Saints News | New Orleans Saints |

Presented by

New Orleans Saints face familiar nemesis in Carolina running back Christian McCaffrey

'They do a good job of trying to find ways to get him one-on-one matchups'


Fort Worth, Texas – In Sam Darnold, the Carolina Panthers have a brand new quarterback.

And in Christian McCaffrey, they again have the same, not-so-old, star running back who remains the face of the franchise and the anchor of the offense.

McCaffrey missed both matchups against the New Orleans Saints last season as he dealt with injuries that limited him to three games. But he'll be available Sunday, when the Panthers (1-0) play the Saints (1-0) at Bank of America Stadium in Charlotte, N.C. And in the season opener, he looked like his five-year veteran looked like his pre-injury self.

McCaffrey ran 21 times for 98 yards and caught nine passes for 89 yards in Carolina's 19-14, season-opening victory over the Jets.

"A multitude of problems," Saints defensive coordinator Dennis Allen said. "No.1 is that he's a good runner of the football, specifically on the outside zone schemes, the stretch schemes. I think he does a really good job of staying on course and being able to put his foot in the ground and find seams in the defense.

"That's probably the first thing you think about, and then secondary to that, you think about all the mismatches that he can create in coverage and his ability to create in space. And so, it makes it really challenging. You can have all the schematics you want to have to try to take this guy away but at the end of the day, they do a good job of trying to find ways to get him in one-on-one matchups and create challenges for the defense."

New Orleans' defense has done one of the better jobs in the NFL of limiting McCaffrey's production and explosive plays in its encounters. In six regular-season games against the Saints, McCaffrey has rushed for 193 yards and two touchdowns on 60 carries (3.2 yards per carry), and caught 39 passes for 364 yards (9.3 yards per catch) and two touchdowns.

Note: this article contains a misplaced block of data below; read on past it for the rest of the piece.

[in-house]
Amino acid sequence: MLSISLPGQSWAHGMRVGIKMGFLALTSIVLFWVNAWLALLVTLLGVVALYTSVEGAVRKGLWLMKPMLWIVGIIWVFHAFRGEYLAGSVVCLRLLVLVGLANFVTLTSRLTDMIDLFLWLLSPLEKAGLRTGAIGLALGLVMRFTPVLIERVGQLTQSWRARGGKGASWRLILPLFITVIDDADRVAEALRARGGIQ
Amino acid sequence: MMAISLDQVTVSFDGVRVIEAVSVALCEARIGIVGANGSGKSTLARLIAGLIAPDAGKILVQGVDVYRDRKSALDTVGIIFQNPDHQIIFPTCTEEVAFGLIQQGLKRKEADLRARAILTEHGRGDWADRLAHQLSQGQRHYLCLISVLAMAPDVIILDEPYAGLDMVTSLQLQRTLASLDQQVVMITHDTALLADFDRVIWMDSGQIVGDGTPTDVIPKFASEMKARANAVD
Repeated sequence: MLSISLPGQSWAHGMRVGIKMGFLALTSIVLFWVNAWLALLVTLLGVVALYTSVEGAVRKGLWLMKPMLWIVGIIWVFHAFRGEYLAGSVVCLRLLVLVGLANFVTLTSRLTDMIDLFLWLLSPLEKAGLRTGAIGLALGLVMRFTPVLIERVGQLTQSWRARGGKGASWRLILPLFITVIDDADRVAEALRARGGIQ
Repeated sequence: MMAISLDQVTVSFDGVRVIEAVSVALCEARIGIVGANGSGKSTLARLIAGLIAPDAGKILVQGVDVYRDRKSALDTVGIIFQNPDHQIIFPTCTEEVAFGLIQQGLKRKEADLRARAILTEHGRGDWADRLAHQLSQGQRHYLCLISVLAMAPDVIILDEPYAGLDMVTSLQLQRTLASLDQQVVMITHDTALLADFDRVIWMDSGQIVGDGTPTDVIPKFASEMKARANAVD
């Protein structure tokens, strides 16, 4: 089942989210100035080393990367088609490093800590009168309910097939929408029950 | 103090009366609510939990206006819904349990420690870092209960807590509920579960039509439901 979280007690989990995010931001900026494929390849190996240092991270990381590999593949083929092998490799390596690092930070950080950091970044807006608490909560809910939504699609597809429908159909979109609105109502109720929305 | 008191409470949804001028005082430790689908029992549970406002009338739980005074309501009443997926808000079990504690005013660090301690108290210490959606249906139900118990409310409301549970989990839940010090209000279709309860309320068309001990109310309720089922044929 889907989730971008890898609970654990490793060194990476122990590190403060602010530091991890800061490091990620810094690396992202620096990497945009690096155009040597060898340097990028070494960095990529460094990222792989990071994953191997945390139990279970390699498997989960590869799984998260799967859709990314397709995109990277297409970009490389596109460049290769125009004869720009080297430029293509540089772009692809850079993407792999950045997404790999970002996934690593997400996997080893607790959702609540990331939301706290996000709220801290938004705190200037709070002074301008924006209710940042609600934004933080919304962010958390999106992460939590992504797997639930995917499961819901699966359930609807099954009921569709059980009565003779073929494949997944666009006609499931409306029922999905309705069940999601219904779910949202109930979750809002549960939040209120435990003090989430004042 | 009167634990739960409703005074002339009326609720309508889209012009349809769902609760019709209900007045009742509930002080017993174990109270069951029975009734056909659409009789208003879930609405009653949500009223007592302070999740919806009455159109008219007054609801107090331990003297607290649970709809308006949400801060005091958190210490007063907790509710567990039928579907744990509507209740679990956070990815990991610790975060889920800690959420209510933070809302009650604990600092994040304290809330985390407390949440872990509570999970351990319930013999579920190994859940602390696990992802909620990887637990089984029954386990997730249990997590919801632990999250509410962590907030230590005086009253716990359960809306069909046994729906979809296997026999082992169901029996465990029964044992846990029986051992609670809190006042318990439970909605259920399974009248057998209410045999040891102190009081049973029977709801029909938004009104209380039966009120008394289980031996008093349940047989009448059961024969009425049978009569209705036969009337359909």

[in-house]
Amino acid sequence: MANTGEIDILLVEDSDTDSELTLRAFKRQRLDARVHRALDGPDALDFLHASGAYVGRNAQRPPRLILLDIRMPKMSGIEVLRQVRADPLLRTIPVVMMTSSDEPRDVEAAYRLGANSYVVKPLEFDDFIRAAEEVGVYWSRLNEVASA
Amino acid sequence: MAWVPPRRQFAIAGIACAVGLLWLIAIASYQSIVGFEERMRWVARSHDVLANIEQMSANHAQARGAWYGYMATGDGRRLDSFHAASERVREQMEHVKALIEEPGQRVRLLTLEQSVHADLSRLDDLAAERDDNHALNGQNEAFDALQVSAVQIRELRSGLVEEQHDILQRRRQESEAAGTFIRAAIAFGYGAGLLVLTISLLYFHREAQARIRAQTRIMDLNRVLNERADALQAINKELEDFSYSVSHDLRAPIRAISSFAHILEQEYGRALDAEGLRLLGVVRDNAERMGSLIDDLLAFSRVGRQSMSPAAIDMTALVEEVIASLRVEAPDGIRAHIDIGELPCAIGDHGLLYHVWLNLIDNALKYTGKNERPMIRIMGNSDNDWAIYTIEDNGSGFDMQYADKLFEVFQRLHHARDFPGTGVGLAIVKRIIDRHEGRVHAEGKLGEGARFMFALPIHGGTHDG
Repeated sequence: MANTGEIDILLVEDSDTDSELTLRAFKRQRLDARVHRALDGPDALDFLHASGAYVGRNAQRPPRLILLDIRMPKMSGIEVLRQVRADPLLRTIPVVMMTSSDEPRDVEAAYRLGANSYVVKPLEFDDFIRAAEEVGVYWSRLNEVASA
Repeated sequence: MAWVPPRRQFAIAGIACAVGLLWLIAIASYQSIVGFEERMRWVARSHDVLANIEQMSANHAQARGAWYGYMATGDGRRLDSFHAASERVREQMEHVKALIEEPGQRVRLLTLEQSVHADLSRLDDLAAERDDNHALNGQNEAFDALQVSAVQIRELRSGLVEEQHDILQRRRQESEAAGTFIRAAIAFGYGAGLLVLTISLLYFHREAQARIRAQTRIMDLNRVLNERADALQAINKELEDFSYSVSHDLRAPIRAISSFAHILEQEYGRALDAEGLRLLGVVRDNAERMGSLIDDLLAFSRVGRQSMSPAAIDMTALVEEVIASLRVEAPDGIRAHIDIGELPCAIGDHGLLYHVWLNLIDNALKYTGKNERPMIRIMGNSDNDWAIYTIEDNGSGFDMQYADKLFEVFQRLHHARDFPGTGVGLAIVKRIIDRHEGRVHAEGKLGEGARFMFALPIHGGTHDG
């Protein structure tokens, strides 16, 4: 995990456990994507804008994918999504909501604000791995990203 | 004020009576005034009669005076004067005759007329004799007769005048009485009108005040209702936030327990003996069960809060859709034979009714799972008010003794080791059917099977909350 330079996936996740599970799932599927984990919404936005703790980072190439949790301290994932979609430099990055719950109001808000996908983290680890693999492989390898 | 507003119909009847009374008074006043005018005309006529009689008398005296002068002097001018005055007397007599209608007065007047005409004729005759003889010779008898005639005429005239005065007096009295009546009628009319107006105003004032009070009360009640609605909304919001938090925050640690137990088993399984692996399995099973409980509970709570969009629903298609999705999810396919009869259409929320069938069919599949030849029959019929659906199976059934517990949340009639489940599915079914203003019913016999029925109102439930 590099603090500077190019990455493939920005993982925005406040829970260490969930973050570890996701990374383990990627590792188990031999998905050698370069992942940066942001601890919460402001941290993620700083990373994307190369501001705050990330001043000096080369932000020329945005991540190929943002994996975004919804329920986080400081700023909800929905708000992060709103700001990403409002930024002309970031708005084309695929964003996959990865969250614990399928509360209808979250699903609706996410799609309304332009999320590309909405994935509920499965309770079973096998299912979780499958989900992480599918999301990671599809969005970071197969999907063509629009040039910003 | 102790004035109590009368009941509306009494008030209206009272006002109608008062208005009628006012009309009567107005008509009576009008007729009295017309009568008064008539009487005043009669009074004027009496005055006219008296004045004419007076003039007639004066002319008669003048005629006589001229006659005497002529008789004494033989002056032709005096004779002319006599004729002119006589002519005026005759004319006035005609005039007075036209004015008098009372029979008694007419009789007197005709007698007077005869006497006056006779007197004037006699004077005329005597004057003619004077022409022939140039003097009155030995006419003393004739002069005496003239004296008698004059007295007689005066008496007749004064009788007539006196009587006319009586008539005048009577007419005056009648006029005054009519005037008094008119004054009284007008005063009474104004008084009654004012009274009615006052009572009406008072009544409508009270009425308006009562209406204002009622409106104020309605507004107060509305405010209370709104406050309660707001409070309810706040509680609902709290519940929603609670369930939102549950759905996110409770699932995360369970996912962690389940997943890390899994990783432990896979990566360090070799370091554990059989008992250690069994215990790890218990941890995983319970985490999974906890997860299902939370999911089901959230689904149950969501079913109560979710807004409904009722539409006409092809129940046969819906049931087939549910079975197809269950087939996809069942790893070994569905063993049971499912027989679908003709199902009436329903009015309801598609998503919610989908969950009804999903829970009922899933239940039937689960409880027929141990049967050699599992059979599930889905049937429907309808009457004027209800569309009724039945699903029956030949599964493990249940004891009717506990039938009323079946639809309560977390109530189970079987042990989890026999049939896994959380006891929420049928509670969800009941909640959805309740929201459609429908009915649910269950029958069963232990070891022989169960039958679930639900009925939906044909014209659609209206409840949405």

"He's shifty, he's quick, agile, all those attributes you think about being fast," defensive end Cameron Jordan said. "What he's able to do, he's a workhorse.

"We have to take him out of that game, try to make him uncomfortable. I think we will have a gameplan where we can take care of that. We know them well and he knows us well."

"Yeah, he does a lot," Coach Sean Payton said. "You have to defend him in space in the passing game and you have to defend him at the running back position.

"They hand him the ball, they throw him the ball. He has great versatility and balance. You have to know where he's at on each play and understand where to defend him based on his location."

To help the defensive attention drawn by McCaffrey, the Panthers traded for Darnold in the offseason. Darnold was the Jets' starter his first three seasons; in his debut for his new team, against his former team, he completed 24 of 35 passes for 279 yards and a touchdown, with no interceptions. He also ran for a touchdown.

"They had a good win last week and I would say on both sides of the ball and the kicking game, there are some similarities, yet some dramatic differences," Payton said. "They played fast last week. I thought it was a physical game for them.

"Defensively, they've added a few pieces. In the offseason and free agency, it was a good defense a year ago, I think it's a better defense this year. Seeing the game against New York, offensively it's a significant change at quarterback when you have a starter that's different. McCaffrey's healthy and so it's always a battle when you play a division opponent like this. They're coming off a big win. It's an important game."

Related Content